Falcons need one more victory
Charley Rogers admits he glances at the Colonial League baseball standings often, so he knew the implications of what last week's game against Catasauqua held.
A win against the Roughs would station Salisbury at 10-4 in the Colonial League. That mark would tie the Falcons with two other teams as the No. 2 seed in the upcoming league tournament with just a few games remaining. And that No. 2 seed awards a first-round bye in the postseason, something Rogers knows all too well from playing on the Falcons' basketball team in the winter.
Much like their previous meeting when Salisbury rallied from a 5-1 deficit to earn a victory, the Falcons (10-5 in Colonial League) erased a 4-1 hole to earn another come-from-behind win, 5-4, last Thursday at Sheckler Elementary School.
Rogers was right in the middle of it all, pitching six innings and knocking in the game-tying run with a single in the sixth inning. Evan Kulig grounded into a double play in the next at-bat, but the senior scored Joey Galantini to give the Falcons the lead for good.
"I look at the standings pretty frequently," Rogers said. "I knew we were sitting tied for third. They were the first team out of the playoff picture, so I know that they needed it.
"We're trying to get that second seed because obviously we wouldn't have to play Saturday. And then we could just play Tuesday and Thursday with our one-two punch in [Chad] Cooperman and Kulig."
Trailing 4-1 going into the fifth inning, Kulig reached base on a walk after two quick Falcon outs. Cooperman (2-for-3 with 1 RBI) then singled to keep Salisbury's momentum going, and Mike Palmer's single to right field brought home Kulig. Cooperman came around to score later in the frame on Catasauqua's second of three errors to make it a 4-3 deficit.
Galantini opened the sixth by reaching base on an error, advancing to second base when a Rough Rider throw to first was too high to handle. Rogers then drove a 2-2 pitch up the middle of the infield to score Galantini and tie it up at five.
"He was probably throwing 75 percent of his stuff off speed today," Rogers said. "So I was really sitting on it, and I knew that if he threw me a fastball I would have enough time to adjust and maybe foul it off. I did get the slider, and I got enough to put it up the middle."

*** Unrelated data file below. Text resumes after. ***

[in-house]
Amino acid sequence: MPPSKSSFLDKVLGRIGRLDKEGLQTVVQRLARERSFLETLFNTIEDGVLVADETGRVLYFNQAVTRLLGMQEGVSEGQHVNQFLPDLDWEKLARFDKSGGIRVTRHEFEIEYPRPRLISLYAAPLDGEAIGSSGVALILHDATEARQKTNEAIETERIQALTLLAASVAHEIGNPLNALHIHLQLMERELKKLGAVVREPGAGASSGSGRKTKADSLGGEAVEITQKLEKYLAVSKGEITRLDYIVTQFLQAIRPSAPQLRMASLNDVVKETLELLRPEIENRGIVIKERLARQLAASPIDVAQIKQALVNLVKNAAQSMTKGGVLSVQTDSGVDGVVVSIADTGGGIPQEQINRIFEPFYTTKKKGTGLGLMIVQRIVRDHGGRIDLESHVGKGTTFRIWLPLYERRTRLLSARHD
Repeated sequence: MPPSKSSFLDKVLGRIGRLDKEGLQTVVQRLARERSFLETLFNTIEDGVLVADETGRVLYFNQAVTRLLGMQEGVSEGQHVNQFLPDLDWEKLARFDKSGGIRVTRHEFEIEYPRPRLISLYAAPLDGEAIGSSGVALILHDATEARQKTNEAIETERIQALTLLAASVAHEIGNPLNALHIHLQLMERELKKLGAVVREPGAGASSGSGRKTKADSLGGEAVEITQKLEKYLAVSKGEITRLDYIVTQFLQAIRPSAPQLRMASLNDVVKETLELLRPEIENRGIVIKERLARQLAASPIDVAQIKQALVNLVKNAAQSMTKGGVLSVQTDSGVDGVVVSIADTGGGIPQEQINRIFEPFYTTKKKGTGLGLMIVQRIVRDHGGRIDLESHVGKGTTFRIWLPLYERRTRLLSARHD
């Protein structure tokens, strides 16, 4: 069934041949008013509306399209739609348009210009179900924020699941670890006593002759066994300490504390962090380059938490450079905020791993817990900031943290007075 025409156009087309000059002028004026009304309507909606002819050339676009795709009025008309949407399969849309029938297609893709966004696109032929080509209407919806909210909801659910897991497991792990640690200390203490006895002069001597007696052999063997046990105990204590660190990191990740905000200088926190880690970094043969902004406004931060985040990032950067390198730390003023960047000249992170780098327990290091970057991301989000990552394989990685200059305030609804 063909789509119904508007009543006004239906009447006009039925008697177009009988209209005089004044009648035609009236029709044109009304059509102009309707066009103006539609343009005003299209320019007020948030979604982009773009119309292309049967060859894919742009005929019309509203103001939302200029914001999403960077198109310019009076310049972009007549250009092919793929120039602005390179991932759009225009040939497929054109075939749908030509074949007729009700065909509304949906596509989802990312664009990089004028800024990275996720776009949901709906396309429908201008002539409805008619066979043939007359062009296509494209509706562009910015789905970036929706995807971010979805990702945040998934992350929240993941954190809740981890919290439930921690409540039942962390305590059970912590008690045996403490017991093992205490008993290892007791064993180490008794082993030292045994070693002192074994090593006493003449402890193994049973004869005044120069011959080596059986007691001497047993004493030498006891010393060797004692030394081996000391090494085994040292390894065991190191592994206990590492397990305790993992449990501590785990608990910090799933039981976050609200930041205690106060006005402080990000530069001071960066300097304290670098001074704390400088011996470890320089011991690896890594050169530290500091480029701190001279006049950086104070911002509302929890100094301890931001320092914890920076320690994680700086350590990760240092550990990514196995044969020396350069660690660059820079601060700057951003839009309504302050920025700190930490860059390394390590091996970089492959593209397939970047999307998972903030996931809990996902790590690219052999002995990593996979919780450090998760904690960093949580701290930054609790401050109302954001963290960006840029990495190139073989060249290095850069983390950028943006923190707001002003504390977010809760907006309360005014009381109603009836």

Salisbury's Andrew Sukanick started the game on the mound, but Rogers knew very well his name may be called at some point. He may not have expected to come in as early as he did, though.
After Sukanick allowed a walk and two hits in the first, head coach Mike Pochron called on Rogers to take over with runners on first and third base and a 1-0 deficit with no outs. The Roughs scored two more runs later in the inning after Jordan Madaya's double, but Rogers was brilliant from that moment on.
"I was really just trying to get a ground ball because I know Cooperman and Kulig are good up the middle," Rogers said. "They ended up getting a single off of me, but we were good enough to battle back."
The Rough Riders added to their lead in the fourth when Calvin Thomson (3-for-4) lined an RBI-single to right field that scored Dakota Schiffer.
Rogers, however, never lost confidence or focus on the mound. Despite being put in a tough situation in the first inning, he allowed just one run on five hits. He struck out five batters compared to four walks.
Cooperman, who returned from injury just a few games ago, recorded the save after pitching a quick 1-2-3 seventh inning.
"I think we're playing pretty well right now because our fielding is coming around," Rogers said. "With Chad [Cooperman] coming back, it just makes our lineup that much deeper and our field that much more solid with another good baseball player like him."
The Falcons dropped their game against Palisades the next day, 9-1, but came back to beat Northwestern on Monday to earn a tie for the West Division lead. With two wins over the Tigers this season, the Falcons hold the tiebreaker in a two-way tie. They'll need to beat Southern Lehigh in Wednesday's season finale to lock up the No. 2 seed and the bye.